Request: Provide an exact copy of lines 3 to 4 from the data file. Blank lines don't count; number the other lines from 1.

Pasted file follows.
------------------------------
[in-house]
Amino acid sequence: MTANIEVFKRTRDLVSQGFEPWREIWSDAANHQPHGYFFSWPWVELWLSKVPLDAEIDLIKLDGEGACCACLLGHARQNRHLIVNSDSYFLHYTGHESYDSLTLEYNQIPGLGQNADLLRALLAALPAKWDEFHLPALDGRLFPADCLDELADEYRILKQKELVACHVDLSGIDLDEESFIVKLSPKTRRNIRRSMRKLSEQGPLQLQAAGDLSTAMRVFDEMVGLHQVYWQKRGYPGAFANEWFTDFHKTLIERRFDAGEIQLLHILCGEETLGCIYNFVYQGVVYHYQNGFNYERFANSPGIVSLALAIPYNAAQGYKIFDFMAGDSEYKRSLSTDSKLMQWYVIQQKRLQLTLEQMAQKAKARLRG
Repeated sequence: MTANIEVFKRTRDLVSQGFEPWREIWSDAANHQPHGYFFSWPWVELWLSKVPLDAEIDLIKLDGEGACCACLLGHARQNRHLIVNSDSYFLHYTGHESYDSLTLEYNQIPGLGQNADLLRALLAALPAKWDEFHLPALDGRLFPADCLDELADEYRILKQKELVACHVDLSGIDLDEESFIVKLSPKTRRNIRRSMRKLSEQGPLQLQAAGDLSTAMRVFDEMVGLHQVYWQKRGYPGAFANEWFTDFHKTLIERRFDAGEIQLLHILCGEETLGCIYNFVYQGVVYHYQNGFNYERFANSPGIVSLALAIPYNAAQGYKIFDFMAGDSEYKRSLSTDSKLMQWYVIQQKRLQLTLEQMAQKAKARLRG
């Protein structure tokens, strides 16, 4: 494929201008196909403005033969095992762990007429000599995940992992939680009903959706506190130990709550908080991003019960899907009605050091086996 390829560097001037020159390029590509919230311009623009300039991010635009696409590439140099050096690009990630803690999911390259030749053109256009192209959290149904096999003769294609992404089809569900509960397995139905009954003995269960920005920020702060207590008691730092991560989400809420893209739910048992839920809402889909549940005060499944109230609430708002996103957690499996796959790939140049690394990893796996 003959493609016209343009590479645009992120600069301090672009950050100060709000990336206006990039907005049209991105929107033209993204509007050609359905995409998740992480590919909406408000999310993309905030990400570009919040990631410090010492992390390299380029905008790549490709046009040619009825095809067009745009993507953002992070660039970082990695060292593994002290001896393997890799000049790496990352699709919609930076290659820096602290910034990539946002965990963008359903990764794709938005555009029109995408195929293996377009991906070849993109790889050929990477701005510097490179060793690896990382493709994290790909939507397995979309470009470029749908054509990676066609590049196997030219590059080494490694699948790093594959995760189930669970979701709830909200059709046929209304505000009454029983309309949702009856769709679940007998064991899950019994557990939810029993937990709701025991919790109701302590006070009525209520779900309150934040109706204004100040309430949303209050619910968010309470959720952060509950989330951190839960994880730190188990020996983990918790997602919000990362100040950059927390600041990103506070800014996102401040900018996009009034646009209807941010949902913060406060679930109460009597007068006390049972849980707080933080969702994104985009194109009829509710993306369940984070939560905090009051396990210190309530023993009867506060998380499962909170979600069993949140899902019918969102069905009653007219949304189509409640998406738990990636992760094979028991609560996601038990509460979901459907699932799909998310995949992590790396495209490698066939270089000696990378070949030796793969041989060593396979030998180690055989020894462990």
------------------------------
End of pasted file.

Repeated sequence: MTANIEVFKRTRDLVSQGFEPWREIWSDAANHQPHGYFFSWPWVELWLSKVPLDAEIDLIKLDGEGACCACLLGHARQNRHLIVNSDSYFLHYTGHESYDSLTLEYNQIPGLGQNADLLRALLAALPAKWDEFHLPALDGRLFPADCLDELADEYRILKQKELVACHVDLSGIDLDEESFIVKLSPKTRRNIRRSMRKLSEQGPLQLQAAGDLSTAMRVFDEMVGLHQVYWQKRGYPGAFANEWFTDFHKTLIERRFDAGEIQLLHILCGEETLGCIYNFVYQGVVYHYQNGFNYERFANSPGIVSLALAIPYNAAQGYKIFDFMAGDSEYKRSLSTDSKLMQWYVIQQKRLQLTLEQMAQKAKARLRG
């Protein structure tokens, strides 16, 4: 494929201008196909403005033969095992762990007429000599995940992992939680009903959706506190130990709550908080991003019960899907009605050091086996 390829560097001037020159390029590509919230311009623009300039991010635009696409590439140099050096690009990630803690999911390259030749053109256009192209959290149904096999003769294609992404089809569900509960397995139905009954003995269960920005920020702060207590008691730092991560989400809420893209739910048992839920809402889909549940005060499944109230609430708002996103957690499996796959790939140049690394990893796996 003959493609016209343009590479645009992120600069301090672009950050100060709000990336206006990039907005049209991105929107033209993204509007050609359905995409998740992480590919909406408000999310993309905030990400570009919040990631410090010492992390390299380029905008790549490709046009040619009825095809067009745009993507953002992070660039970082990695060292593994002290001896393997890799000049790496990352699709919609930076290659820096602290910034990539946002965990963008359903990764794709938005555009029109995408195929293996377009991906070849993109790889050929990477701005510097490179060793690896990382493709994290790909939507397995979309470009470029749908054509990676066609590049196997030219590059080494490694699948790093594959995760189930669970979701709830909200059709046929209304505000009454029983309309949702009856769709679940007998064991899950019994557990939810029993937990709701025991919790109701302590006070009525209520779900309150934040109706204004100040309430949303209050619910968010309470959720952060509950989330951190839960994880730190188990020996983990918790997602919000990362100040950059927390600041990103506070800014996102401040900018996009009034646009209807941010949902913060406060679930109460009597007068006390049972849980707080933080969702994104985009194109009829509710993306369940984070939560905090009051396990210190309530023993009867506060998380499962909170979600069993949140899902019918969102069905009653007219949304189509409640998406738990990636992760094979028991609560996601038990509460979901459907699932799909998310995949992590790396495209490698066939270089000696990378070949030796793969041989060593396979030998180690055989020894462990």